Find ways to face stress

Stress can affect diabetes management directly and indirectly, Low Wang said.

Directly, stress boosts levels of hormones such as adrenaline and cortisol that counteract the effect of insulin and raise blood sugar, she said.

Indirectly, stress also can interfere with sleep or lead to overeating.

Setting realistic expectations for the season can help, Magwire said. "I think we trip ourselves up by expecting perfection through the holidays."

Get up and move

If you spend eight hours in a car going over the river and through the woods to Grandma's house only to immediately dive into a heavy meal, "you probably ought to try to take a walk afterward," or find some other way to be physically active, Magwire said.

In her family, that has meant everything from taking a stroll to having a video game bowling tournament. "I don't care if you stand in the middle of the room and flap your arms," she said. "That counts as some activity."

Unlink 'holidays' from 'food'

Celebrations often emphasize eating. They don't have to, Low Wang said.

Making your season about seeing other people, more so than food and drink, will make diabetes management easier, she said. "Really focus on the first part, not so much the second."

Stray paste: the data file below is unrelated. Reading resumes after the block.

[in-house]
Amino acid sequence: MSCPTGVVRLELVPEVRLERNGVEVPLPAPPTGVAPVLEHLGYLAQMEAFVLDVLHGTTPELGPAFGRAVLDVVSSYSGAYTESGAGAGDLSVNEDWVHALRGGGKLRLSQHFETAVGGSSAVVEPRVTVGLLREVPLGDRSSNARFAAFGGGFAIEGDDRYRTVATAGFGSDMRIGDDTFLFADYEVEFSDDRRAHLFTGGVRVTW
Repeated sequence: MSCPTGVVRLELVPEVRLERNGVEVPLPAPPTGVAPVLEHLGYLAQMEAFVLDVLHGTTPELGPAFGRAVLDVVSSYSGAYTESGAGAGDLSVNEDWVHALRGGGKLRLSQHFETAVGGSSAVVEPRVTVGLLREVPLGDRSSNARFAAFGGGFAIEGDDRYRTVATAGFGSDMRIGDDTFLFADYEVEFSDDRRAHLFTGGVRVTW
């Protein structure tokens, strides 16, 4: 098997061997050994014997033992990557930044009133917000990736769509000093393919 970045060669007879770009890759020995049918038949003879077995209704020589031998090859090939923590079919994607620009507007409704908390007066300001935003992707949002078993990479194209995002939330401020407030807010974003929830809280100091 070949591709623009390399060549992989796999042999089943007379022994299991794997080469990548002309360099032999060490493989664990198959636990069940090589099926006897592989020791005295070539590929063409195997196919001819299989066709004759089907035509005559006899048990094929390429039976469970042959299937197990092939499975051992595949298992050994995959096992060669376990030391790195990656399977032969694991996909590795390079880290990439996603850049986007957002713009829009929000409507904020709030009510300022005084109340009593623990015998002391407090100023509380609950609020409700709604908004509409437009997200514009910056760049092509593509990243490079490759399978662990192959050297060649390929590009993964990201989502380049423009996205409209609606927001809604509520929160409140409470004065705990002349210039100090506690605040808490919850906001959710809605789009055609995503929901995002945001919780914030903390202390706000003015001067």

Understand that things might go wrong

Low Wang tells her patients that healthy choices are important and that the rewards include feeling better.

But when something goes amiss, "not beating yourself up over it is important," she said. And it's OK to "enjoy everything else about the holidays. Even though long-term effects of out-of-control glucose are important, too much worry can impact how you're feeling without helping how the diabetes is doing."

Magwire said people living with diabetes "tend to be fairly hard on themselves. And they look at it as 'I did something wrong.'" But second-guessing shouldn't overwhelm time with loved ones.

So, while preparation is wise, obsessing about challenges isn't, she said. "Just enjoy the time, and enjoy the moment."